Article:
Psychology ETDs

Publication Date

Fall 11-9-2016


Previous studies have shown that the anterior thalamic nuclei (ATN) contain a large population of head direction cells, which fire as a function of an animal’s directional orientation in an environment, thereby providing a compass-like representation guiding navigation. Recent work has suggested that directional orientation information stemming from the ATN is critical for the generation of hippocampal and parahippocampal spatial representations, and may contribute to the establishment of unique spatial representations in radially oriented tasks such as the radial arm maze. While studies have confirmed that ATN lesions impair the acquisition of new spatial information in variants of the radial maze, few have attempted to dissociate its unique contributions to acquisition vs. retrieval and spatial reference vs working memory in radial tasks. Here, we addressed these questions by training rats in a radial arm maze procedure to asymptotic levels, and after 24hrs, animals were administered muscimol inactivation of the ATN before a 4 trial probe test. We report impairments in retrieval of both spatial reference and working memory, suggesting a general absence of improved navigation across post-inactivation training trials. Taken together, the results above suggest that the ATN modulates the retrieval of previously acquired allocentric spatial information in the radial-arm maze, but also suggests a critical role in the online guidance of accurate spatial behavior. The results are discussed in relation to the thalamo-cortical circuits involved in spatial information processing.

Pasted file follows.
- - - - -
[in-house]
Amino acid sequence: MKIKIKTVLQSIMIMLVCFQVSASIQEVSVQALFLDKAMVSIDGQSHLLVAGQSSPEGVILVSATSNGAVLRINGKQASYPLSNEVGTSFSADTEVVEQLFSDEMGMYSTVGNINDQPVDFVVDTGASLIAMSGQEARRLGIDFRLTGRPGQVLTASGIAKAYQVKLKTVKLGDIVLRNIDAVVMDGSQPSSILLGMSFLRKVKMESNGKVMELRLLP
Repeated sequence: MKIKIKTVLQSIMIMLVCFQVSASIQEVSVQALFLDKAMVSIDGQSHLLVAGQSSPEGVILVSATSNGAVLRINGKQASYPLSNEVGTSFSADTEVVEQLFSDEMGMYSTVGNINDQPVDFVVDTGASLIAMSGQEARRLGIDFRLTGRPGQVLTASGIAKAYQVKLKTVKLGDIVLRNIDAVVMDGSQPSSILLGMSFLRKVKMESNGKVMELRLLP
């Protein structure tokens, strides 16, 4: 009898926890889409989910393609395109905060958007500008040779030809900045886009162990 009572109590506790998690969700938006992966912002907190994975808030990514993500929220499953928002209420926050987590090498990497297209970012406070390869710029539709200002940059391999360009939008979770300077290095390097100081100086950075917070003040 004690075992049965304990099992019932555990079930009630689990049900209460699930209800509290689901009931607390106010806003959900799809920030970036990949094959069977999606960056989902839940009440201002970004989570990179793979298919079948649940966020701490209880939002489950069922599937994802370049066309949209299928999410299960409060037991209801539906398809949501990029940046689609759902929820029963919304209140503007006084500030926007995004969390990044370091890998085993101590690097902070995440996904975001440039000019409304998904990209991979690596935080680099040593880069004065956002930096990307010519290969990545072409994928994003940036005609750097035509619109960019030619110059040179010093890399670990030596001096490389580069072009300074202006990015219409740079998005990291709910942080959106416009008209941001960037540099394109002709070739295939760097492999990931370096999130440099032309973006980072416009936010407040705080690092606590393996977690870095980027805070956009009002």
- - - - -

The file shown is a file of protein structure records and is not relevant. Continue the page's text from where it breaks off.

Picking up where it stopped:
Degree Name


Level of Degree


Department Name


First Committee Member (Chair)

Benjamin J. Clark

Second Committee Member

Nathan S. Pentkowski

Third Committee Member

Jonathan Brigman


navigation, head direction, spatial, limbic, hippocampus

Document Type


Included in

Psychology Commons